Tip

Both within the Three.js repository and online, most of the Three.js examples you'll find will have all their code in a single HTML file. This is convenient for small projects but unhealthy for larger ones. Even though most of the code in this book is small enough to be manageable in a single file, we will try to use patterns that make the code maintainable. Chapter 5, Design and Development specifically addresses designs that work well at scale.

Choosing your environment


The Google Chrome browser is usually considered to be on the leading edge of WebGL support, so many Three.js developers work mainly in either the latest stable version of Chrome or the alpha-release branch, named Canary. Chrome has a lot of other advantages too, such as advanced performance profiling, the ability to emulate touch events, and support for inspecting canvas frames. (You can access these features through the Chrome Developer Tools settings. Canvas inspection is explained well at http://www.html5rocks.com/en/tutorials/canvas/inspection/.) If you want to experiment with WebGL features that are still in development, you can enable some of them in Canary's about:flags page.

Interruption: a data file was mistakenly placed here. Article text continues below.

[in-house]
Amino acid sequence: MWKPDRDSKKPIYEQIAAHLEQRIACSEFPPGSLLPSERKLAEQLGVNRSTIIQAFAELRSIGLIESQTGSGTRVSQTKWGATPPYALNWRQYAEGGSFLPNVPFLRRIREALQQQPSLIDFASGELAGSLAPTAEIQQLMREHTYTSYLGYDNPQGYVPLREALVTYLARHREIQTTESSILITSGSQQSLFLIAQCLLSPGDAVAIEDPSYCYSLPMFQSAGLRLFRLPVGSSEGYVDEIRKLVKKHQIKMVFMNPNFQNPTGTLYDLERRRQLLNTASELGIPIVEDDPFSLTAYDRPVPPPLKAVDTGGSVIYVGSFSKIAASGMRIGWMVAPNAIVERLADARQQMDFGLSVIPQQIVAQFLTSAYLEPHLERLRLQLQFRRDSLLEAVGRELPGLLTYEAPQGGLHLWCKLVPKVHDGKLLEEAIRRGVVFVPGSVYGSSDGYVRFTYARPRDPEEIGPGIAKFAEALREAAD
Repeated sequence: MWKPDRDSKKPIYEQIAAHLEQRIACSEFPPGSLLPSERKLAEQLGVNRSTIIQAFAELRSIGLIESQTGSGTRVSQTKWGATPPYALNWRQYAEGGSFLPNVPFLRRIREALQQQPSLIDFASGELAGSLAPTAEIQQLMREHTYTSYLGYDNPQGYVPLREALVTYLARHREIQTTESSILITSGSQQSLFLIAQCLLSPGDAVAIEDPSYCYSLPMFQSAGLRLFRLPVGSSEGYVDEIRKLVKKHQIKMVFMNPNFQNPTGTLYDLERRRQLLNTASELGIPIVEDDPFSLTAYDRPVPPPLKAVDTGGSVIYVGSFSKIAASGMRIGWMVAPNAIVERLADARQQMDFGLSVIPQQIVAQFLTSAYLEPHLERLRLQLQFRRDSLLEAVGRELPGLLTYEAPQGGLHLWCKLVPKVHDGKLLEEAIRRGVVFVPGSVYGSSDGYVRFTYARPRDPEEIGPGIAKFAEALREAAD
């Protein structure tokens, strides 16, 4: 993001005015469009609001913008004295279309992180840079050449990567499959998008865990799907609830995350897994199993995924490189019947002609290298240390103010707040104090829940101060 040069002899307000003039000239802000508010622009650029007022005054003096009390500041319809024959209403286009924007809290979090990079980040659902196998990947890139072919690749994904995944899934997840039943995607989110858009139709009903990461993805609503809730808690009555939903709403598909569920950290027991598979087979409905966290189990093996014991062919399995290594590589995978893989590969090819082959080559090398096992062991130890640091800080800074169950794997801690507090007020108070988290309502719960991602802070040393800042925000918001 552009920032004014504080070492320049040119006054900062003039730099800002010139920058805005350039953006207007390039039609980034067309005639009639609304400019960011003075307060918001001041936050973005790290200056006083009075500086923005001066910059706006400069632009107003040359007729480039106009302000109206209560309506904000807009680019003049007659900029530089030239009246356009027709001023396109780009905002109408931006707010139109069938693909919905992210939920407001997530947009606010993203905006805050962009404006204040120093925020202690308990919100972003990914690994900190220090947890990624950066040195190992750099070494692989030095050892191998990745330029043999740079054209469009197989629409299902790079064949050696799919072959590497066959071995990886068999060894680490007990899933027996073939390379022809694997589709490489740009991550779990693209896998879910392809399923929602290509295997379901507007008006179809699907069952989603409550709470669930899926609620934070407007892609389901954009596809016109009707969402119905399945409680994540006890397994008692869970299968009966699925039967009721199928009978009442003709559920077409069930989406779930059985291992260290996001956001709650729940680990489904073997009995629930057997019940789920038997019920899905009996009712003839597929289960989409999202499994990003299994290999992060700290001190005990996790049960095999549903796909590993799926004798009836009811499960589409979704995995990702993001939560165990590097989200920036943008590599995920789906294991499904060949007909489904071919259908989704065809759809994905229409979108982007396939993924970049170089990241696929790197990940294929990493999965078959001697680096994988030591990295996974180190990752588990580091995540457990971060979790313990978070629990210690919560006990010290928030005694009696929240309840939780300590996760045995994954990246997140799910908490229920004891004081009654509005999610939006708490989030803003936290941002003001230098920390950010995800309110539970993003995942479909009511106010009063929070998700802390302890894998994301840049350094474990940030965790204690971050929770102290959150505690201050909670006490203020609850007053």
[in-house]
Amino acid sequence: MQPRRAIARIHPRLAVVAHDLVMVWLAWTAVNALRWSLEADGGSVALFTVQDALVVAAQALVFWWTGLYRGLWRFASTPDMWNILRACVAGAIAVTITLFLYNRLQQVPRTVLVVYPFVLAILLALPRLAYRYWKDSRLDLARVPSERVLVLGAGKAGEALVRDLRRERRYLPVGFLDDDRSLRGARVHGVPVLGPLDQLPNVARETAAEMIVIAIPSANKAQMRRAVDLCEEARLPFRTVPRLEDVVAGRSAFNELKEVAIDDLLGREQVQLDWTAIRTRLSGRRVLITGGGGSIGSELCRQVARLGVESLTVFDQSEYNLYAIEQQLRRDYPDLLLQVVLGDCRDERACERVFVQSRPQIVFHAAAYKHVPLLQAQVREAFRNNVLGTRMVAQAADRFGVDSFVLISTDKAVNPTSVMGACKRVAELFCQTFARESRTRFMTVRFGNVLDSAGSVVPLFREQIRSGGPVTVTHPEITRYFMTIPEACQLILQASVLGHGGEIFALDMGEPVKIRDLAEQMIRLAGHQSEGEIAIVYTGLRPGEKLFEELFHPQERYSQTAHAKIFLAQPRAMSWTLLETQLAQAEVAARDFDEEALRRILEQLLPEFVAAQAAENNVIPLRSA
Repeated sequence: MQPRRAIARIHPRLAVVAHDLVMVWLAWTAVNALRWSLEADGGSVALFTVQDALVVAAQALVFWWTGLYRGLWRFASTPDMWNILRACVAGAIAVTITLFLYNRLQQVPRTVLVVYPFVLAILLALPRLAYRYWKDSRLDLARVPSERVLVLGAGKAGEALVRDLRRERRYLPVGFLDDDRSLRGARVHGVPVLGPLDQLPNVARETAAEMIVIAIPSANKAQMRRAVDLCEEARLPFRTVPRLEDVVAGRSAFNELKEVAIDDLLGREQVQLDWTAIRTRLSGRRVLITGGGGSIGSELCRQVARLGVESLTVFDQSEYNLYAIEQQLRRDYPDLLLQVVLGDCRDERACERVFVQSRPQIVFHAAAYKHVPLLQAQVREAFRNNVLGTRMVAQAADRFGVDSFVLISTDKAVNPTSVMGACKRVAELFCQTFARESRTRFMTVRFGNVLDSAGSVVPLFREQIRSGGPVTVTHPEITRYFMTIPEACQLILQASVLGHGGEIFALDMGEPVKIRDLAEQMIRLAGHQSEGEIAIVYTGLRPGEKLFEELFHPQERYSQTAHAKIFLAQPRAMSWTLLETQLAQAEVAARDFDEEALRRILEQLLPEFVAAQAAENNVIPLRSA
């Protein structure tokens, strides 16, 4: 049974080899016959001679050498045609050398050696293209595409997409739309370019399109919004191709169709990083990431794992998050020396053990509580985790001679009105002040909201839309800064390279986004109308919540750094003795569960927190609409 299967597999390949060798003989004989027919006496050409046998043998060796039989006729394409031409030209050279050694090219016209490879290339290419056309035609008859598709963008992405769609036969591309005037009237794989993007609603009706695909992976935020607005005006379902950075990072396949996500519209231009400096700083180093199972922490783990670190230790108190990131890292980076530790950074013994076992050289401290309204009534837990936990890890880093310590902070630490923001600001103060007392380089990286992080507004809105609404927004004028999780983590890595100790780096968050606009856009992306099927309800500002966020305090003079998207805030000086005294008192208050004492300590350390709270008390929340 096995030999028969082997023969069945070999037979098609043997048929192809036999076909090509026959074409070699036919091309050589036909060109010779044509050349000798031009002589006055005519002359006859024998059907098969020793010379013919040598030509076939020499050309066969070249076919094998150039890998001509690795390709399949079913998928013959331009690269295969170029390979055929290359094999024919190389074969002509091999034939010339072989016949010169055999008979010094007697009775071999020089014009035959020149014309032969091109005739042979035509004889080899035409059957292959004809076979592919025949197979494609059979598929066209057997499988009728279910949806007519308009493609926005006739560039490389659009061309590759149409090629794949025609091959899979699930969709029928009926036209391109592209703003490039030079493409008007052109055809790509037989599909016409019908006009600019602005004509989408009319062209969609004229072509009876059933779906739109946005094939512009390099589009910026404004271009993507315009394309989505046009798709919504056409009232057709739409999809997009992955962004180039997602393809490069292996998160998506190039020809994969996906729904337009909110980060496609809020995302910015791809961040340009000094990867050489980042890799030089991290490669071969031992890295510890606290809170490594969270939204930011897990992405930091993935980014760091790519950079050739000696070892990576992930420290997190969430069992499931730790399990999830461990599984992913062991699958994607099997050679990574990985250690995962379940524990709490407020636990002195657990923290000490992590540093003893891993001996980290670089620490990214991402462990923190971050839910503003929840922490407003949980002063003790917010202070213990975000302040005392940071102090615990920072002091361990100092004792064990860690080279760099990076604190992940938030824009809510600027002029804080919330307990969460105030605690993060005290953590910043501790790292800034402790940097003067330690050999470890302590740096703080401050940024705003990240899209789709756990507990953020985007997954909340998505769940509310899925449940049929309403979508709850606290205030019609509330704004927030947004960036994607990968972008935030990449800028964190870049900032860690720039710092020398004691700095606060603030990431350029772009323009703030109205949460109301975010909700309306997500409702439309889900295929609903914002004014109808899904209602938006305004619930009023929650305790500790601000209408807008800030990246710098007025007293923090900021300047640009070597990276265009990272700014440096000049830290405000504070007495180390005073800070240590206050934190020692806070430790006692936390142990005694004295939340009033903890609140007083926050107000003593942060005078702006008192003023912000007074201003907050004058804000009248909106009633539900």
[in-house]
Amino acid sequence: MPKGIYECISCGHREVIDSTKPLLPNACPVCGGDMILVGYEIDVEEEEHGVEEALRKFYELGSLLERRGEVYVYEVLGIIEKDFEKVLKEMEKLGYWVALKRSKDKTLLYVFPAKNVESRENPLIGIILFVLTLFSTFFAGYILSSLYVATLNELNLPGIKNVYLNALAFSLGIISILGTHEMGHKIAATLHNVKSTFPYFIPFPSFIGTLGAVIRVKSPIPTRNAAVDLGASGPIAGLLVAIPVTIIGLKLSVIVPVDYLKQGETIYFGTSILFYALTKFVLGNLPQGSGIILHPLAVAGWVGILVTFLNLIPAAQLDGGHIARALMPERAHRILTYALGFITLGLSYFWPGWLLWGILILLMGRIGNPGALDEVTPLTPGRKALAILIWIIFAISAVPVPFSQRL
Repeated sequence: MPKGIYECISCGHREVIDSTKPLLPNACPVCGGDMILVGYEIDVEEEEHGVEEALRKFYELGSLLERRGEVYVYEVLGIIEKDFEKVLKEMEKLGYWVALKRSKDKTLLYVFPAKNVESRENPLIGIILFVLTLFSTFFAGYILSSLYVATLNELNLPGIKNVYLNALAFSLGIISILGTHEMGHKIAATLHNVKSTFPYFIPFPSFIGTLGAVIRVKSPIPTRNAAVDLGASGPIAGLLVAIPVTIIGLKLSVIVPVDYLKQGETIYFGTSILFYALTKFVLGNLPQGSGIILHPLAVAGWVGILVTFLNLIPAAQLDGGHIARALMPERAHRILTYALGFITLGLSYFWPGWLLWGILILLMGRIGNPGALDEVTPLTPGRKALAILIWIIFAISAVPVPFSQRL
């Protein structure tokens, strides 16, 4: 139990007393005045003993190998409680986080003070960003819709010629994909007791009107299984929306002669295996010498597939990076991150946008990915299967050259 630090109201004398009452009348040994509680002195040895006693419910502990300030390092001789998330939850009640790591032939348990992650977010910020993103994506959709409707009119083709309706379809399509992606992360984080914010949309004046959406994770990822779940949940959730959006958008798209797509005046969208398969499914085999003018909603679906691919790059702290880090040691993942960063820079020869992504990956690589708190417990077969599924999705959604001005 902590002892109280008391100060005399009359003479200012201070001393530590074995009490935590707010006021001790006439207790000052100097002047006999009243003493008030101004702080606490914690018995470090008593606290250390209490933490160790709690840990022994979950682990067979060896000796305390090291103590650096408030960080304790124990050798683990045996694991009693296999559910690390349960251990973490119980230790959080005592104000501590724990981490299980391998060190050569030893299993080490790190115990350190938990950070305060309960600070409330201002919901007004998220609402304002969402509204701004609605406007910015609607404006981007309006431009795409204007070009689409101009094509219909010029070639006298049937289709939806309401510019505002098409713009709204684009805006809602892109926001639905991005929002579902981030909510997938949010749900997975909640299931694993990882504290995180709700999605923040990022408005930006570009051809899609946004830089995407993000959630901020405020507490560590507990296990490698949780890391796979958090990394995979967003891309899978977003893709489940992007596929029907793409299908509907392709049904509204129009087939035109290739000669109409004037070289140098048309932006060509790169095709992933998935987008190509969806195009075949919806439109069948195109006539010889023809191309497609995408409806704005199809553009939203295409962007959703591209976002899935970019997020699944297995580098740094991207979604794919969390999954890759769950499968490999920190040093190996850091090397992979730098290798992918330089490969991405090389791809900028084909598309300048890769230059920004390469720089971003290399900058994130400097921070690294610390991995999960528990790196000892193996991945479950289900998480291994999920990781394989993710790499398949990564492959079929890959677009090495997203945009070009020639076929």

When it comes to coding, the online Three.js editor is great for testing small, isolated concepts, but it quickly gets cumbersome for more complex projects. Most programming environments have solid JavaScript support, but some are better than others.

Chrome also has a script-editing environment that works well for some people. If you open the Chrome Developer Tools (Ctrl / Cmd + Shift + I) and switch to the Sources tab, you can configure Chrome to edit files from your local filesystem. This environment includes syntax highlighting, debugging, autocompletion, source mapping for minified files, revision control that visually shows changes, and the ability to run the code instantly without reloading the page. Additionally, you can store snippets for reuse as described at https://developers.google.com/chrome-developer-tools/docs/authoring-development-workflow#snippets.

You can see what the editor looks like in the following screenshot:

Google Chrome Developer Tools